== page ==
- xf86config - An older X configuration program with a text based interface. It also modifies the "/etc/X11/XF86Config" configuration file.
- Xconfigurator - The Redhat tool used during system setup to configure X.
- xvidtune - This program will test video modes on the fly without modification to your X configuration. Read the usr/X11R6/lib/X11/doc/VideoModes.doc file before running this program.
- SuperProbe - A program that probes the video card to determine its type for use with setting up X. xvidtune - This program will test video modes on the fly without modification to your X configuration.
The programs reside in "/usr/X11R6/bin" and "/usr/bin/X11". The programs XF86Setup, xf86config, and Xconfigurator modify the "/etc/X11/XF86Config" configuration file. XF86Setup is the newer configuration program with a GUI interface and xf86config is older with a text based interface. I advise users to use XF86Setup when possible, but use xf86config when they have problems with XF86Setup. To get it configured, you must provide information about your keyboard, mouse, video card and monitor. You must also select a screen resolution mode. Usually if you can't find a configuration for your video card you can select a generic driver such as SVGA. Later to improve performance, you may want to make manual modifications to your configuration with settings that more closely match your video card. The main information about your video monitor includes the maximum vertical and horizontal scan rates. You will want to refer to your monitor's manual for this information. If you have problems with X and it won't work, one thing to try is reducing your video mode from a higher to lower resolution. Ex: Change from 1200X1024 to 800X600. Usually if you can't use higher resolution it is due to monitor scan frequencies. Your video card memory determines a combination of your maximum resolution and maximum colors. For example 1200X1024 with 65535 colors requires 1200 times 1024 times 2 bytes of video memory which is 2.4576 M of video memory. Your video card needs 4M to run this mode.
A handy program for determining your video card type and video RAM is "SuperProbe". This program could crash your system, but should do no harm, other than having to reboot and clean the system. It is recommended that you backup your files prior to running this program, however.
The program xvidtune will let you test video modes on the fly without modification to your X configuration. Read the /usr/X11R6/lib/X11/doc/VideoModes.doc file before running this program.
The instructions for configuring X are spread out over several text files. Check the README, VideoModes.doc, README.Config, and README.Linux. Read the man pages for Xconfig, XF86Config, XFree86, and Xfree86kbd. Many documentation files for various packages are in "/usr/doc". Many of these files are too in depth for the average user and describe many X Consortium standards.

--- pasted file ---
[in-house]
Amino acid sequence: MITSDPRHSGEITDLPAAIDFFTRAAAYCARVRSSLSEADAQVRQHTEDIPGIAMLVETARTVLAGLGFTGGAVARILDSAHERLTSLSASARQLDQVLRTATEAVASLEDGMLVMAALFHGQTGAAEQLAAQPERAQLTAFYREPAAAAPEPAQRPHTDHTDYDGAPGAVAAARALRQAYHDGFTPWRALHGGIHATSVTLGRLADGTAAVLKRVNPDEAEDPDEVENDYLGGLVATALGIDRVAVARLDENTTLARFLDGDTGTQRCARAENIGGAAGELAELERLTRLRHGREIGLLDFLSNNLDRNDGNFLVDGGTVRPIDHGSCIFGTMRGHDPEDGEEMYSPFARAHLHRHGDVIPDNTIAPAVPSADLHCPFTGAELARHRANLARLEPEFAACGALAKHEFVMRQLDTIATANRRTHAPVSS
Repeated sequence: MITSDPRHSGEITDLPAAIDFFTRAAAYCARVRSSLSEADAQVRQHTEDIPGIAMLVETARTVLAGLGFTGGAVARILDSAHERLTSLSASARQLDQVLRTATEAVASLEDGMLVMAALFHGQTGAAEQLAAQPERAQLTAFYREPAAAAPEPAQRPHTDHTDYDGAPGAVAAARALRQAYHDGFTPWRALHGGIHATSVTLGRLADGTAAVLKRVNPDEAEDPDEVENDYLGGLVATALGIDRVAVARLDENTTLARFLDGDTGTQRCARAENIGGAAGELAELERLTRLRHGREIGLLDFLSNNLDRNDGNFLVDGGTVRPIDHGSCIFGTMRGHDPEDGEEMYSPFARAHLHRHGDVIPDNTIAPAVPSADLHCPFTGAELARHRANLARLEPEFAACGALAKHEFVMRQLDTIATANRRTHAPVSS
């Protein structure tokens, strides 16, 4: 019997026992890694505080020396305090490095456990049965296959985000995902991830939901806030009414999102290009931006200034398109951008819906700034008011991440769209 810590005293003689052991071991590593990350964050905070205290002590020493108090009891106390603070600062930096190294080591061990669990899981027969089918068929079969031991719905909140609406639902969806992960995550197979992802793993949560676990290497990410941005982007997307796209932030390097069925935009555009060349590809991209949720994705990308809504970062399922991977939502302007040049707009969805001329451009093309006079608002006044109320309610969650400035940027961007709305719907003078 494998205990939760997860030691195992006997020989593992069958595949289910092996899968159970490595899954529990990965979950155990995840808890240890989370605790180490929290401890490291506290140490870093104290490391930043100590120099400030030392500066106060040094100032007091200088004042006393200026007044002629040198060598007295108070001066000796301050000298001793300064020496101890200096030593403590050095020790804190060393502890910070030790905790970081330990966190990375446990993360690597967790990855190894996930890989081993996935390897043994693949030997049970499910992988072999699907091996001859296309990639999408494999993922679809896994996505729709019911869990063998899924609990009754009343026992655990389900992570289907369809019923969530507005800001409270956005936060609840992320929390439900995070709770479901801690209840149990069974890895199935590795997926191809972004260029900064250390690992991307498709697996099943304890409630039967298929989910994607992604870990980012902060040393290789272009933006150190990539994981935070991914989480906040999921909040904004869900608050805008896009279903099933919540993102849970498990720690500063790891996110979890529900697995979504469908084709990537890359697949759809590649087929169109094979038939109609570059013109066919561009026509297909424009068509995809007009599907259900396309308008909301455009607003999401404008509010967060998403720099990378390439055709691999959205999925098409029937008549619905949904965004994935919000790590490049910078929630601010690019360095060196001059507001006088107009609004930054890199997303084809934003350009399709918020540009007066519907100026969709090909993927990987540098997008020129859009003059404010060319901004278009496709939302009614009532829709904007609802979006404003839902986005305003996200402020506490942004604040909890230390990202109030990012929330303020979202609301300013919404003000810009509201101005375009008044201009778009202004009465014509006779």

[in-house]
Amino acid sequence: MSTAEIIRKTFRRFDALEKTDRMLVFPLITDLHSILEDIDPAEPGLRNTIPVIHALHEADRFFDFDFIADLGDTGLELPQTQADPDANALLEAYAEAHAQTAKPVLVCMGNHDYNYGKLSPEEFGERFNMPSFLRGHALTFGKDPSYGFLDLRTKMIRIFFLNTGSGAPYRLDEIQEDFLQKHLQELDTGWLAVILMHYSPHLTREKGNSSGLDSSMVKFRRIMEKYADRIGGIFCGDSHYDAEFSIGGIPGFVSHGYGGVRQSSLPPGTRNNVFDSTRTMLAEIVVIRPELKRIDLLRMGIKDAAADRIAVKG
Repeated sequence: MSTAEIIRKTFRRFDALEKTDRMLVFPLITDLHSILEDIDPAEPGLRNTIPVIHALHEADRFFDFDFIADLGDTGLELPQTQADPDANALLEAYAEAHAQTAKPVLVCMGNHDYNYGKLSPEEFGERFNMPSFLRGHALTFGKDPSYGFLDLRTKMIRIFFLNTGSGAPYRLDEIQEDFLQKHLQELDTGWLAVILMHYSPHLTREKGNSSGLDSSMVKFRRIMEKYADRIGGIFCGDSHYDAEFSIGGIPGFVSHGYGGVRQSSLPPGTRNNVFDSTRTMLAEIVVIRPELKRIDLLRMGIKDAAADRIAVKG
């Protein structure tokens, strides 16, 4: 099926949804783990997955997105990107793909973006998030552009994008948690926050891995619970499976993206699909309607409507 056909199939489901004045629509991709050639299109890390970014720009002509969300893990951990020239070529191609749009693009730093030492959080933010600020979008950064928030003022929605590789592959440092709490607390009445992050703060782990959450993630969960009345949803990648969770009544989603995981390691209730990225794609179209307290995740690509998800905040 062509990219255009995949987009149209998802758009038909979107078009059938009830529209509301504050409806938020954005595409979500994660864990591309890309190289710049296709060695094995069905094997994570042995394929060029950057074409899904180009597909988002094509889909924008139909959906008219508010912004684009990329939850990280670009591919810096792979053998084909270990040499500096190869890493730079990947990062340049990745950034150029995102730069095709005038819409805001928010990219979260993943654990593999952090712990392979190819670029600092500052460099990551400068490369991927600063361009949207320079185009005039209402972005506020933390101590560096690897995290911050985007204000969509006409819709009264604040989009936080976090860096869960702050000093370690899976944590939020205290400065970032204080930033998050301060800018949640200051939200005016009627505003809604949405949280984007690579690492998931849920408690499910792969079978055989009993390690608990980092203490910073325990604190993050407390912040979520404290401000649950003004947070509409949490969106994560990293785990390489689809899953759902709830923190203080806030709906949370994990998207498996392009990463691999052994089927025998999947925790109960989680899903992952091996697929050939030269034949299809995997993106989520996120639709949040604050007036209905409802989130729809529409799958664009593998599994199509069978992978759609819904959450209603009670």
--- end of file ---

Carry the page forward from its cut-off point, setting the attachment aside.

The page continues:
Running in terminal mode in run level 5:
You can set the runlevel in the "/etc/inittab" program to run in runlevel 5, which means you will have the X font server running. This way you can provide remote services in X to other machines. If you want to boot into terminal mode, however, you must modify the file "/etc/X11/xdm/Xservers". Comment out the line that shows:
:0 local /usr/X11R6/bin/X
To provide X services to a remote boot machine according to the Linux Terminal Server Project (LTSP):
Modify the file /etc/rc.d/init.d/xfs. Modify two lines around 22 and 41:
- Redhat 6.0
- Change the lines that start with <daemon –check xfs su xfs –c \"xfs –port –1\" –s /bin/sh> to
<daemon –check xfs su xfs –c \"xfs –port 7100\" –s /bin/sh>
- Redhat 6.1
- Change the lines that start with "daemon xfs –droppriv –daemon –port –1" to
"daemon xfs –droppriv –daemon –port 7100
- Change the file /etc/X11/XF86Config:
- Change the line <FontPath "unix/:-1"> to <FontPath "tcp/localhost:7100">
- Change the file /etc/X11/xdm/Xaccess at line 40
# * #any host can get a login window
- Remove the first # to enable remote workstation access.
Configuring the Xresources file
In the script file xinitrc explained in the section on "How X works" in the "How Linux Works" manual is a line like:
There is also a line like:
These resource files are made available to the system with lines like:
xrdb -merge $sysresources
xrdb -merge $userresources
This section briefly explains the format of the Xresources file. Each X application belongs to an application class. Applications use resources such as background, foreground, font, and geometry. The X programs may have their own resources. The manual page for X programs specify which resources they use. Resources are also arranged into classes. A resource line in the Xresources file is in the form:
(ApplicationClass or ApplicationName)*(ResourceClass or ResourceName) : value
The xterm program belongs to the XTerm class.
A sample Xresources file follows: